Book Image

Quantum Computing Algorithms

By : Barry Burd
5 (1)
Book Image

Quantum Computing Algorithms

5 (1)
By: Barry Burd

Overview of this book

Navigate the quantum computing spectrum with this book, bridging the gap between abstract, math-heavy texts and math-avoidant beginner guides. Unlike intermediate-level books that often leave gaps in comprehension, this all-encompassing guide offers the missing links you need to truly understand the subject. Balancing intuition and rigor, this book empowers you to become a master of quantum algorithms. No longer confined to canned examples, you'll acquire the skills necessary to craft your own quantum code. Quantum Computing Algorithms is organized into four sections to build your expertise progressively. The first section lays the foundation with essential quantum concepts, ensuring that you grasp qubits, their representation, and their transformations. Moving to quantum algorithms, the second section focuses on pivotal algorithms — specifically, quantum key distribution and teleportation. The third section demonstrates the transformative power of algorithms that outpace classical computation and makes way for the fourth section, helping you to expand your horizons by exploring alternative quantum computing models. By the end of this book, quantum algorithms will cease to be mystifying as you make this knowledge your asset and enter a new era of computation, where you have the power to shape the code of reality.
Table of Contents (19 chapters)
Free Chapter
Part 1 Nuts and Bolts
Part 2 Making Qubits Work for You
Part 3 Quantum Computing Algorithms
Part 4 Beyond Gate-Based Quantum Computing

Matrices for Grover’s algorithm

As we saw in the previous sections, each application of the Grover iterate has two parts:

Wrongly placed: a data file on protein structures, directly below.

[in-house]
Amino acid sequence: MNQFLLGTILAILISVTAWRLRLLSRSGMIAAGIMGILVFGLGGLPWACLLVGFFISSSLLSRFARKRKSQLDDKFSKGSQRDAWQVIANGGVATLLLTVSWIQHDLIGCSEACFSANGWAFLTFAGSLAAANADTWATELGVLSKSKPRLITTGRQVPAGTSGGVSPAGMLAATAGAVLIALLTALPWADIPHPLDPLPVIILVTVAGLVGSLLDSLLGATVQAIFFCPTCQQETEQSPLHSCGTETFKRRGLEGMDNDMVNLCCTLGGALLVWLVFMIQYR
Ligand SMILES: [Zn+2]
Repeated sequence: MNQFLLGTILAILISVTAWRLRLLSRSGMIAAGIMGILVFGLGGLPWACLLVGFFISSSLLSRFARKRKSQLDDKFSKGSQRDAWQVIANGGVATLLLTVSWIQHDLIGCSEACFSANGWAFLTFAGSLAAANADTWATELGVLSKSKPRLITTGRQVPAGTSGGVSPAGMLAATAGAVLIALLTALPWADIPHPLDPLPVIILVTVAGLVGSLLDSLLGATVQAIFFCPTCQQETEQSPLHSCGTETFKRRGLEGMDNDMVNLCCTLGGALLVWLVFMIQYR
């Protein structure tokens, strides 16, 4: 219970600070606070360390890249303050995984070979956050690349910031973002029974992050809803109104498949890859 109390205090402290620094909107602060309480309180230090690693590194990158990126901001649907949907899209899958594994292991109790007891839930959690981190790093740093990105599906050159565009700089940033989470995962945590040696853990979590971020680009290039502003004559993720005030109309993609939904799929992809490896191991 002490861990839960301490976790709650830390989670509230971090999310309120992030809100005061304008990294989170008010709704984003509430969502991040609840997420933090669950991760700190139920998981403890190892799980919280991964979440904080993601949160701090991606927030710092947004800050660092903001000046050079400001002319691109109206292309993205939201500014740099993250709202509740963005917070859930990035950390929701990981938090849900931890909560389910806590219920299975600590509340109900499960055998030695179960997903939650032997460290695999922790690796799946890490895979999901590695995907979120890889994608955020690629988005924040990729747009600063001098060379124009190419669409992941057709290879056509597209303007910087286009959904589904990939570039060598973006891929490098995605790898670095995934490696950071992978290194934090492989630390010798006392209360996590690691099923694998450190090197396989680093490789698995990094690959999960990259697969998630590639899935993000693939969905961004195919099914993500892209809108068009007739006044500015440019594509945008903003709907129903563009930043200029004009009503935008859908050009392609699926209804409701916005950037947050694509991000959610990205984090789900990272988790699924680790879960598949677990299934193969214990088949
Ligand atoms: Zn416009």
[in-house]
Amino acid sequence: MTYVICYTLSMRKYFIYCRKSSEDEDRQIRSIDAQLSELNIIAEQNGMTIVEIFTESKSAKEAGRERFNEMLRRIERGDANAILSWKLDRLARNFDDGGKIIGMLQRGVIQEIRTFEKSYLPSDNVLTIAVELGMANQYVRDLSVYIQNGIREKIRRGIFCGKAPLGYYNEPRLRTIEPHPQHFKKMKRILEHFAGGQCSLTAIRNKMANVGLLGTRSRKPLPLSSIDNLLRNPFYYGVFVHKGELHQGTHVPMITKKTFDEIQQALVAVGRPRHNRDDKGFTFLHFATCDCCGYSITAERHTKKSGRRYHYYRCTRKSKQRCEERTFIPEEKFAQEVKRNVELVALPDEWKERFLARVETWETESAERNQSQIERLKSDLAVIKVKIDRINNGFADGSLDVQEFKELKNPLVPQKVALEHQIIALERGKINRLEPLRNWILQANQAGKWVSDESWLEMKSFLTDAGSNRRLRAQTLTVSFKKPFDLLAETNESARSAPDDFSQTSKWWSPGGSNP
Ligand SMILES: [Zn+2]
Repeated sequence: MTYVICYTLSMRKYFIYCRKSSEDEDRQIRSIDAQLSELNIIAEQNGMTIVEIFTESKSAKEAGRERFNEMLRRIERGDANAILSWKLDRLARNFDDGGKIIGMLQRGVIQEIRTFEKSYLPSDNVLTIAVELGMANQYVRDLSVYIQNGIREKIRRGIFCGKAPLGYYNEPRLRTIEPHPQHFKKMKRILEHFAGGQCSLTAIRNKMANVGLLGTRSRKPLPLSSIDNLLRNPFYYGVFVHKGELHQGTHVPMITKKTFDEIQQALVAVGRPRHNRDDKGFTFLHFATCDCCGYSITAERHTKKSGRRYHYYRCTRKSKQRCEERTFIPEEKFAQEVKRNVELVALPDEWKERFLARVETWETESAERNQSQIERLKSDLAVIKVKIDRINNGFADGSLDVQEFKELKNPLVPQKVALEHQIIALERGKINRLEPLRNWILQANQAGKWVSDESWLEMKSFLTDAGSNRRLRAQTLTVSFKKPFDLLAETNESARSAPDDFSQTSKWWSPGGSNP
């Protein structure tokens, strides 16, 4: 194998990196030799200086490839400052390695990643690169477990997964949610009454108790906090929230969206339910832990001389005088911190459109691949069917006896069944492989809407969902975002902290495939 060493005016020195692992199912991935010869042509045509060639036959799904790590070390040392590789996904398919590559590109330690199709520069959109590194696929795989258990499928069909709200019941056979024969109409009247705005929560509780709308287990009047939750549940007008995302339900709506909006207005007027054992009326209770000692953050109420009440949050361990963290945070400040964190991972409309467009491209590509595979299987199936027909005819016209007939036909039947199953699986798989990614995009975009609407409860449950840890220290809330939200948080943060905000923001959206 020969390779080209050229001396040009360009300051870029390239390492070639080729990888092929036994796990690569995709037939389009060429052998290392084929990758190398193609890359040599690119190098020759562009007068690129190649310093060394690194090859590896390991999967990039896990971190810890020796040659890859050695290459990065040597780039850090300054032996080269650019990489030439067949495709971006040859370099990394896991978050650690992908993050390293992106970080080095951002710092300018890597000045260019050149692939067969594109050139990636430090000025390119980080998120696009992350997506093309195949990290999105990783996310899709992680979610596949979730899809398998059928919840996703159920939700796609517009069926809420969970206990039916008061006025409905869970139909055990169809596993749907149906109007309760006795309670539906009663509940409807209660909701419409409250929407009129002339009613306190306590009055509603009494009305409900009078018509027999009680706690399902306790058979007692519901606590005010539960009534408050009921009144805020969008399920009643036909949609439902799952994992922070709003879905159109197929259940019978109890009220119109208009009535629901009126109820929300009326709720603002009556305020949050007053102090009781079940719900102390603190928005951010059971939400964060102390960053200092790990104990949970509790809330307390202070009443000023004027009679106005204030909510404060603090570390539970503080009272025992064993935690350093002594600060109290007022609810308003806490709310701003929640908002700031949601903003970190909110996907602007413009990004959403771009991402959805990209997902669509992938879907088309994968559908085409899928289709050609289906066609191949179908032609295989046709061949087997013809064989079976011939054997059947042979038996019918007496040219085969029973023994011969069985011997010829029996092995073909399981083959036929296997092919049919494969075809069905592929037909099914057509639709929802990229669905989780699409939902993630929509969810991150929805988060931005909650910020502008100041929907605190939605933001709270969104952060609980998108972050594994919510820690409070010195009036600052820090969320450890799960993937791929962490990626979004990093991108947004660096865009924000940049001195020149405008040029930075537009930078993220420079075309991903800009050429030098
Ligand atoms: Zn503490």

1. In the first part, the oracle marks the target amplitude.
  2. In the second part, the diffuser inverts all amplitudes about the mean.

Each part is a collection of quantum gates, and those gates apply a matrix to the circuit’s qubits. In this section, we’ll describe the matrix representations of the oracle and the diffuser.

A matrix for the oracle

Let’s assume that we have only two qubits. After these qubits go through Hadamard gates, we have a matrix representation of {"mathml":"<math style=\"font-family:stix;font-size:16px;\" xmlns=\"\"><mstyle mathsize=\"16px\"><mfrac><mn>1</mn><mn>2</mn></mfrac><mo>&#xA0;</mo><mfenced><mtable><mtr><mtd><mn>1</mn></mtd></mtr><mtr><mtd><mn>1</mn></mtd></mtr><mtr><mtd><mn>1</mn></mtd></mtr><mtr><mtd><mn>1</mn></mtd></mtr></mtable></mfenced></mstyle></math>"}. If we want to mark the |10 amplitude, we must do the following:

In general, the oracle’s matrix is the identity matrix with one of the 1s along the diagonal changed to a -1. Simple as this is, it’s also somewhat disconcerting. To know which diagonal element becomes -1, you have to know which item is...